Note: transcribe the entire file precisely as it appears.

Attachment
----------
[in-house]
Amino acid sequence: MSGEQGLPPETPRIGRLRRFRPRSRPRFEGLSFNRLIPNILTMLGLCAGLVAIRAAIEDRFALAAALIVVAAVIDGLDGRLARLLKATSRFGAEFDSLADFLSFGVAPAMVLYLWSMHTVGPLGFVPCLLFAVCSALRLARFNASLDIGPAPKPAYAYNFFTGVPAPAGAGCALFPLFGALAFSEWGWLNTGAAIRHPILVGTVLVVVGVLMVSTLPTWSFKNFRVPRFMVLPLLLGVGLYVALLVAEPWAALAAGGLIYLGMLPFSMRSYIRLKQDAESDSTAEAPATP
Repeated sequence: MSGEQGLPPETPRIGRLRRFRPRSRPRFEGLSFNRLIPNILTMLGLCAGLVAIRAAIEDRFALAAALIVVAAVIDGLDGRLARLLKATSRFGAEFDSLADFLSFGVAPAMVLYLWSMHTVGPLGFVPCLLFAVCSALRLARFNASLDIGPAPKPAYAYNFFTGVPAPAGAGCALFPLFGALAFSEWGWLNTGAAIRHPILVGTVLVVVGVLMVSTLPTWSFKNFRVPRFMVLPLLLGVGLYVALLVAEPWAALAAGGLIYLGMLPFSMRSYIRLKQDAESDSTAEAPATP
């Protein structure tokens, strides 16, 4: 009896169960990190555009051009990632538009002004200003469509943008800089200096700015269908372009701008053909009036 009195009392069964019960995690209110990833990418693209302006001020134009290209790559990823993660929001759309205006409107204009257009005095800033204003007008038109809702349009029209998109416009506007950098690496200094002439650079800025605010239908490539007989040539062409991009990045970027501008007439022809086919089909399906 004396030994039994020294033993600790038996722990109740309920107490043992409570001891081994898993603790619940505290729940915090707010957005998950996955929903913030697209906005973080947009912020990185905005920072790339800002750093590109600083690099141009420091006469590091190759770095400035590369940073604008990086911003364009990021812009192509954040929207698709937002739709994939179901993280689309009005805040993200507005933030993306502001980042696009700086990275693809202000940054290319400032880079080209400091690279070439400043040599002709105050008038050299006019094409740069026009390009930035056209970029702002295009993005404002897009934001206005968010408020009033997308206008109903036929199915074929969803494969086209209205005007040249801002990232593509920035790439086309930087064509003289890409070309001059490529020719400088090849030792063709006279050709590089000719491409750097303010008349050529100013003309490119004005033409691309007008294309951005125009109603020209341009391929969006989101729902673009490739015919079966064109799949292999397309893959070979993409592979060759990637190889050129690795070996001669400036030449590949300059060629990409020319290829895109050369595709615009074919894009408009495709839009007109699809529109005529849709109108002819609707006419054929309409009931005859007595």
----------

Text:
[in-house]
Amino acid sequence: MSGEQGLPPETPRIGRLRRFRPRSRPRFEGLSFNRLIPNILTMLGLCAGLVAIRAAIEDRFALAAALIVVAAVIDGLDGRLARLLKATSRFGAEFDSLADFLSFGVAPAMVLYLWSMHTVGPLGFVPCLLFAVCSALRLARFNASLDIGPAPKPAYAYNFFTGVPAPAGAGCALFPLFGALAFSEWGWLNTGAAIRHPILVGTVLVVVGVLMVSTLPTWSFKNFRVPRFMVLPLLLGVGLYVALLVAEPWAALAAGGLIYLGMLPFSMRSYIRLKQDAESDSTAEAPATP
Repeated sequence: MSGEQGLPPETPRIGRLRRFRPRSRPRFEGLSFNRLIPNILTMLGLCAGLVAIRAAIEDRFALAAALIVVAAVIDGLDGRLARLLKATSRFGAEFDSLADFLSFGVAPAMVLYLWSMHTVGPLGFVPCLLFAVCSALRLARFNASLDIGPAPKPAYAYNFFTGVPAPAGAGCALFPLFGALAFSEWGWLNTGAAIRHPILVGTVLVVVGVLMVSTLPTWSFKNFRVPRFMVLPLLLGVGLYVALLVAEPWAALAAGGLIYLGMLPFSMRSYIRLKQDAESDSTAEAPATP
């Protein structure tokens, strides 16, 4: 009896169960990190555009051009990632538009002004200003469509943008800089200096700015269908372009701008053909009036 009195009392069964019960995690209110990833990418693209302006001020134009290209790559990823993660929001759309205006409107204009257009005095800033204003007008038109809702349009029209998109416009506007950098690496200094002439650079800025605010239908490539007989040539062409991009990045970027501008007439022809086919089909399906 004396030994039994020294033993600790038996722990109740309920107490043992409570001891081994898993603790619940505290729940915090707010957005998950996955929903913030697209906005973080947009912020990185905005920072790339800002750093590109600083690099141009420091006469590091190759770095400035590369940073604008990086911003364009990021812009192509954040929207698709937002739709994939179901993280689309009005805040993200507005933030993306502001980042696009700086990275693809202000940054290319400032880079080209400091690279070439400043040599002709105050008038050299006019094409740069026009390009930035056209970029702002295009993005404002897009934001206005968010408020009033997308206008109903036929199915074929969803494969086209209205005007040249801002990232593509920035790439086309930087064509003289890409070309001059490529020719400088090849030792063709006279050709590089000719491409750097303010008349050529100013003309490119004005033409691309007008294309951005125009109603020209341009391929969006989101729902673009490739015919079966064109799949292999397309893959070979993409592979060759990637190889050129690795070996001669400036030449590949300059060629990409020319290829895109050369595709615009074919894009408009495709839009007109699809529109005529849709109108002819609707006419054929309409009931005859007595």